His opinion is unsurprising given his political leanings. The things he proposes are solutions are verbatim from McCain's healthcare proposal, which was shown to cost $1.7 trillion dollars while reducing the amount of insured Americans by about 25 million.

A public option would interpose bureaucrats between doctors and patients, restricting access to new drugs, to innovative new cures, and to choice of doctors.
We have this already, it's called health insurance. Nothing Republicans/Libertarians/Conservatives have proposed would remove the middle man.
 

PJABBER

Diamond Member
Feb 8, 2001
4,822
0
0
Originally posted by: Carmen813
This article contains a lot of opinion, backed up by very little support. By that I mean he has made a lot of statements, but presented no evidence supporting them. In fact I object to about half of his "America has the best" statements. I know that many studies have demostrated that we have worse cancer survival rates for the 18-40 age group than many other countries.

His opinion is unsurprising given his political leanings. The things he proposes are solutions are verbatim from McCain's healthcare proposal, which was shown to cost $1.7 trillion dollars while reducing the amount of insured Americans by about 25 million.

A public option would interpose bureaucrats between doctors and patients, restricting access to new drugs, to innovative new cures, and to choice of doctors.
We have this already, it's called health insurance. Nothing Republicans/Libertarians/Conservatives have proposed would remove the middle man.
I am sure you can do a bit of research and provide the facts yourself. Rather than post my trademark Wall O' Text of documentary evidence, I am going to refer you to an earlier elaboration by the OP -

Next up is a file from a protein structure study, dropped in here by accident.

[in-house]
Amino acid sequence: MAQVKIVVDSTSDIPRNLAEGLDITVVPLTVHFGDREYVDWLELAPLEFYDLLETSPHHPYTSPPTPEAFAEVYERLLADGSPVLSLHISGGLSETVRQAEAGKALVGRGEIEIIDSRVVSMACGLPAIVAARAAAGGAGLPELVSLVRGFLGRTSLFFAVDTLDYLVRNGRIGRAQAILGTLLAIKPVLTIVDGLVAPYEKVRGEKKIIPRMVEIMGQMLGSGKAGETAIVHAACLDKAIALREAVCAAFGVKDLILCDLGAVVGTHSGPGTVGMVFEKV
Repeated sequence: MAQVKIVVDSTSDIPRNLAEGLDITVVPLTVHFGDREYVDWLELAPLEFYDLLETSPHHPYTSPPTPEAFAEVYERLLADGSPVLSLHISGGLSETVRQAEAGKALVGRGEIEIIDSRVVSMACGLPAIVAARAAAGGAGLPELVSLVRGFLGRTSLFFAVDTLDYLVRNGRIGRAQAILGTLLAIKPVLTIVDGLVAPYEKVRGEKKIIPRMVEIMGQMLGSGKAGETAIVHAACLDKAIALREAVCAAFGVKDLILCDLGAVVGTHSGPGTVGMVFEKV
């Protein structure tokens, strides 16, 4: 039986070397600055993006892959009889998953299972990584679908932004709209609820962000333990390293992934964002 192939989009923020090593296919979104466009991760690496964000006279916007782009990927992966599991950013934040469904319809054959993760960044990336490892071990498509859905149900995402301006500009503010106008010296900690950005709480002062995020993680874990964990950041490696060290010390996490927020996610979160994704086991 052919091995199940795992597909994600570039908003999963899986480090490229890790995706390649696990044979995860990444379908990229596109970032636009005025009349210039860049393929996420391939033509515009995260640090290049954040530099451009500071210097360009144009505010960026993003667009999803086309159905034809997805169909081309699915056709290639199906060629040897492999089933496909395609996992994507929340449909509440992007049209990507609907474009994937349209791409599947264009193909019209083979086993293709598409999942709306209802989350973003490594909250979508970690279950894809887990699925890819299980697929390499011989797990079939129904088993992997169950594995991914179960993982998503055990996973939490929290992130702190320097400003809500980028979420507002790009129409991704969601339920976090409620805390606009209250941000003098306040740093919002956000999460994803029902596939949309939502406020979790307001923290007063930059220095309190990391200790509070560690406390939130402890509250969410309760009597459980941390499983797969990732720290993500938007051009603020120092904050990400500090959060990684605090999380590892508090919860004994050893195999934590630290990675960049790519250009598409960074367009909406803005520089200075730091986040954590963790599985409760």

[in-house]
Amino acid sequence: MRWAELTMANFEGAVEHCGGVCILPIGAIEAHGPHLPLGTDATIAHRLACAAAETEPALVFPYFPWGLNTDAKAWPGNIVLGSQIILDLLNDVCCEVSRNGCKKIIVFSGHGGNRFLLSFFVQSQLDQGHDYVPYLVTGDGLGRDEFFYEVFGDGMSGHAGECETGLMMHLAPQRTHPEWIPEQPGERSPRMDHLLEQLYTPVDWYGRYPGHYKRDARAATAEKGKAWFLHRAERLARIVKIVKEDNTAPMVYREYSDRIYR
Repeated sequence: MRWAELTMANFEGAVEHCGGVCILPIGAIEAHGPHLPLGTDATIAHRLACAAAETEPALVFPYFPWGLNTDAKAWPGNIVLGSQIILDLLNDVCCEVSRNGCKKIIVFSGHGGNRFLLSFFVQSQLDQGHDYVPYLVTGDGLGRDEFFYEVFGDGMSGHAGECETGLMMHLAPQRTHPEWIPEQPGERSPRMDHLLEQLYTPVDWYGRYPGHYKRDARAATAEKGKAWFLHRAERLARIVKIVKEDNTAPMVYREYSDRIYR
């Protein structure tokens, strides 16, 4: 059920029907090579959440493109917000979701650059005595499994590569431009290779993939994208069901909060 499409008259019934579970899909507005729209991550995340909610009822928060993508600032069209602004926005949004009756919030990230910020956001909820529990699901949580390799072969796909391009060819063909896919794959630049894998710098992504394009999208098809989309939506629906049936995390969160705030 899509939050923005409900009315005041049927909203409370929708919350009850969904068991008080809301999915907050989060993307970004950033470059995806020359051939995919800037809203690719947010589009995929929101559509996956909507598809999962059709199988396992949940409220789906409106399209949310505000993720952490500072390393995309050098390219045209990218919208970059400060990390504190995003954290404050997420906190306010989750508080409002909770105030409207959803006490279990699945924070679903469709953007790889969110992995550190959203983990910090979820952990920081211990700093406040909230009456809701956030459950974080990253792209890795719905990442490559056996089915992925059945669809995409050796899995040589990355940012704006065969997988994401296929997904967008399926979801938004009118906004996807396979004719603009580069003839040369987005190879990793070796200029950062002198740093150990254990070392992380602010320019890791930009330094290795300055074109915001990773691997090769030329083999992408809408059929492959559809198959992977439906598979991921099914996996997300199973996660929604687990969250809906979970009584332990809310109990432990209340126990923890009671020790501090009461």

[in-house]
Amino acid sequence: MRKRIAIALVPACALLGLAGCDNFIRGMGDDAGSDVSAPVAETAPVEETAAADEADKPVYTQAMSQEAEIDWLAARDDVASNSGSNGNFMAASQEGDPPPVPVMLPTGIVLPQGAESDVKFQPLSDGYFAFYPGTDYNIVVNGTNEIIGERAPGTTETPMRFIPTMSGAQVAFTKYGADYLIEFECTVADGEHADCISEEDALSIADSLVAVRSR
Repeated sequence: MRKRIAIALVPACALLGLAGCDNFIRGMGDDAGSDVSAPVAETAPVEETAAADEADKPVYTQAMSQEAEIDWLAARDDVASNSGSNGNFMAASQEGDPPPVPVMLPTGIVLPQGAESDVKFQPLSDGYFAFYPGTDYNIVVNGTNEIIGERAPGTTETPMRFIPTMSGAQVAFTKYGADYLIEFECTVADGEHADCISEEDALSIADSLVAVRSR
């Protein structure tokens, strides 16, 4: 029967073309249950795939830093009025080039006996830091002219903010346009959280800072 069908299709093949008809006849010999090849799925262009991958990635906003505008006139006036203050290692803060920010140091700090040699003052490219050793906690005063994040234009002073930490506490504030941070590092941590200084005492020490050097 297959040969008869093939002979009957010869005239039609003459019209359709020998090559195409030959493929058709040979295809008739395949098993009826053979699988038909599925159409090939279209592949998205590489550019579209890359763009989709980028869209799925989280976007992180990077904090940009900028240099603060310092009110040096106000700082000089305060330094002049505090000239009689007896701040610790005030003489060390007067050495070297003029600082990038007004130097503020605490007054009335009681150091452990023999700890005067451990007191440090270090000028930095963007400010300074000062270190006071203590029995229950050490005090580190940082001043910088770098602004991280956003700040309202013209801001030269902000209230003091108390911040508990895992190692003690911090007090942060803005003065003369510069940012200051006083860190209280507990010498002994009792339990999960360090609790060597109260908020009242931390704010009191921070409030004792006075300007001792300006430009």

Here?s a Second Opinion - Ten reasons why America?s health care system is in better condition than you might suppose.

This essay appeared on the website of the National Center for Policy Analysis on March 24, 2009.

Medical care in the United States is derided as miserable compared to health care systems in the rest of the developed world. Economists, government officials, insurers, and academics beat the drum for a far larger government role in health care. Much of the public assumes that their arguments are sound because the calls for change are so ubiquitous and the topic so complex. Before we turn to government as the solution, however, we should consider some unheralded facts about America?s health care system.

1. Americans have better survival rates than Europeans for common cancers. Breast cancer mortality is 52 percent higher in Germany than in the United States and 88 percent higher in the United Kingdom. Prostate cancer mortality is 604 percent higher in the United Kingdom and 457 percent higher in Norway. The mortality rate for colorectal cancer among British men and women is about 40 percent higher.

2. Americans have lower cancer mortality rates than Canadians. Breast cancer mortality in Canada is 9 percent higher than in the United States, prostate cancer is 184 percent higher, and colon cancer among men is about 10 percent higher.

3. Americans have better access to treatment for chronic diseases than patients in other developed countries. Some 56 percent of Americans who could benefit from statin drugs, which reduce cholesterol and protect against heart disease, are taking them. By comparison, of those patients who could benefit from these drugs, only 36 percent of the Dutch, 29 percent of the Swiss, 26 percent of Germans, 23 percent of Britons, and 17 percent of Italians receive them.

4. Americans have better access to preventive cancer screening than Canadians. Take the proportion of the appropriate-age population groups who have received recommended tests for breast, cervical, prostate, and colon cancer:

* Nine out of ten middle-aged American women (89 percent) have had a mammogram, compared to fewer than three-fourths of Canadians (72 percent).

* Nearly all American women (96 percent) have had a Pap smear, compared to fewer than 90 percent of Canadians.

* More than half of American men (54 percent) have had a prostatespecific antigen (PSA) test, compared to fewer than one in six Canadians (16 percent).

* Nearly one-third of Americans (30 percent) have had a colonoscopy, compared with fewer than one in twenty Canadians (5 percent).

5. Lower-income Americans are in better health than comparable Canadians. Twice as many American seniors with below-median incomes self-report ?excellent? health (11.7 percent) compared to Canadian seniors (5.8 percent). Conversely, white, young Canadian adults with below-median incomes are 20 percent more likely than lower-income Americans to describe their health as ?fair or poor.?